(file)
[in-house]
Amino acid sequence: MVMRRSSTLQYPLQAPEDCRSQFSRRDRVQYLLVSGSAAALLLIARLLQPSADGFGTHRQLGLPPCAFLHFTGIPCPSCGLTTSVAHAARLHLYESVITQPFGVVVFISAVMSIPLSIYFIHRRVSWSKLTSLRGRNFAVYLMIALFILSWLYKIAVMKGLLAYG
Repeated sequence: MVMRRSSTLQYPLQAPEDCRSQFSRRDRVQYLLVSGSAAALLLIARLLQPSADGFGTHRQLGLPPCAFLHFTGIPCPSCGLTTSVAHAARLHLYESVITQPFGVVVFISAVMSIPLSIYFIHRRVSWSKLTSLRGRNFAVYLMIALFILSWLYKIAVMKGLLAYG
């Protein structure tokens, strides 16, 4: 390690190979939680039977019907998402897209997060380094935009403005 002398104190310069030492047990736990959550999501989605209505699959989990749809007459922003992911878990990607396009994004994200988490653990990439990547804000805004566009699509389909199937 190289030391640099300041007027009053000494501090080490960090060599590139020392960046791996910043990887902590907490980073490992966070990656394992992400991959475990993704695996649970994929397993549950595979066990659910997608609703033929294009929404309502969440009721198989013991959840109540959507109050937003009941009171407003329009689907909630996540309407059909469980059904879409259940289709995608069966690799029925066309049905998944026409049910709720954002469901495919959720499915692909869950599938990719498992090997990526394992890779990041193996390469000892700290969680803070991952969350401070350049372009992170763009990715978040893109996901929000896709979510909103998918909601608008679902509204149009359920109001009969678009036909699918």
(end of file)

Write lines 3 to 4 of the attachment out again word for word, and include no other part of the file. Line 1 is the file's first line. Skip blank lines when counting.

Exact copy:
Repeated sequence: MVMRRSSTLQYPLQAPEDCRSQFSRRDRVQYLLVSGSAAALLLIARLLQPSADGFGTHRQLGLPPCAFLHFTGIPCPSCGLTTSVAHAARLHLYESVITQPFGVVVFISAVMSIPLSIYFIHRRVSWSKLTSLRGRNFAVYLMIALFILSWLYKIAVMKGLLAYG
């Protein structure tokens, strides 16, 4: 390690190979939680039977019907998402897209997060380094935009403005 002398104190310069030492047990736990959550999501989605209505699959989990749809007459922003992911878990990607396009994004994200988490653990990439990547804000805004566009699509389909199937 190289030391640099300041007027009053000494501090080490960090060599590139020392960046791996910043990887902590907490980073490992966070990656394992992400991959475990993704695996649970994929397993549950595979066990659910997608609703033929294009929404309502969440009721198989013991959840109540959507109050937003009941009171407003329009689907909630996540309407059909469980059904879409259940289709995608069966690799029925066309049905998944026409049910709720954002469901495919959720499915692909869950599938990719498992090997990526394992890779990041193996390469000892700290969680803070991952969350401070350049372009992170763009990715978040893109996901929000896709979510909103998918909601608008679902509204149009359920109001009969678009036909699918």